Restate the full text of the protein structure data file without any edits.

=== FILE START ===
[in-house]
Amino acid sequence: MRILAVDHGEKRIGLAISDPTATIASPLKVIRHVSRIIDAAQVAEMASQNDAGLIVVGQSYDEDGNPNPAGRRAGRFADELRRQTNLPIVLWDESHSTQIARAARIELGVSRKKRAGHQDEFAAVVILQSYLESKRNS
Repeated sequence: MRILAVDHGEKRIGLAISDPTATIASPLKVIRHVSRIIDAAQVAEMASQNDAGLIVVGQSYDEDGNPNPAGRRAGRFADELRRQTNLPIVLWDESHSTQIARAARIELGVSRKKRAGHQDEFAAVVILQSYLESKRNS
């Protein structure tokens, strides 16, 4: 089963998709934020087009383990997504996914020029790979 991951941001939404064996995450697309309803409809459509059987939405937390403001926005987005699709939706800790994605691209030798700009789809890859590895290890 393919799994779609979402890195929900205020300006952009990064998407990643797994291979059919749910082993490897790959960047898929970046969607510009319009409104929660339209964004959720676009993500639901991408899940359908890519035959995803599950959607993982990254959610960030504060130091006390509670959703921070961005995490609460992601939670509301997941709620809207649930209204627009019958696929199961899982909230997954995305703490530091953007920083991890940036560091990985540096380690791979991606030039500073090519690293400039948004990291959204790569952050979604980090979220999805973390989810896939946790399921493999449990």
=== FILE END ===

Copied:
[in-house]
Amino acid sequence: MRILAVDHGEKRIGLAISDPTATIASPLKVIRHVSRIIDAAQVAEMASQNDAGLIVVGQSYDEDGNPNPAGRRAGRFADELRRQTNLPIVLWDESHSTQIARAARIELGVSRKKRAGHQDEFAAVVILQSYLESKRNS
Repeated sequence: MRILAVDHGEKRIGLAISDPTATIASPLKVIRHVSRIIDAAQVAEMASQNDAGLIVVGQSYDEDGNPNPAGRRAGRFADELRRQTNLPIVLWDESHSTQIARAARIELGVSRKKRAGHQDEFAAVVILQSYLESKRNS
């Protein structure tokens, strides 16, 4: 089963998709934020087009383990997504996914020029790979 991951941001939404064996995450697309309803409809459509059987939405937390403001926005987005699709939706800790994605691209030798700009789809890859590895290890 393919799994779609979402890195929900205020300006952009990064998407990643797994291979059919749910082993490897790959960047898929970046969607510009319009409104929660339209964004959720676009993500639901991408899940359908890519035959995803599950959607993982990254959610960030504060130091006390509670959703921070961005995490609460992601939670509301997941709620809207649930209204627009019958696929199961899982909230997954995305703490530091953007920083991890940036560091990985540096380690791979991606030039500073090519690293400039948004990291959204790569952050979604980090979220999805973390989810896939946790399921493999449990």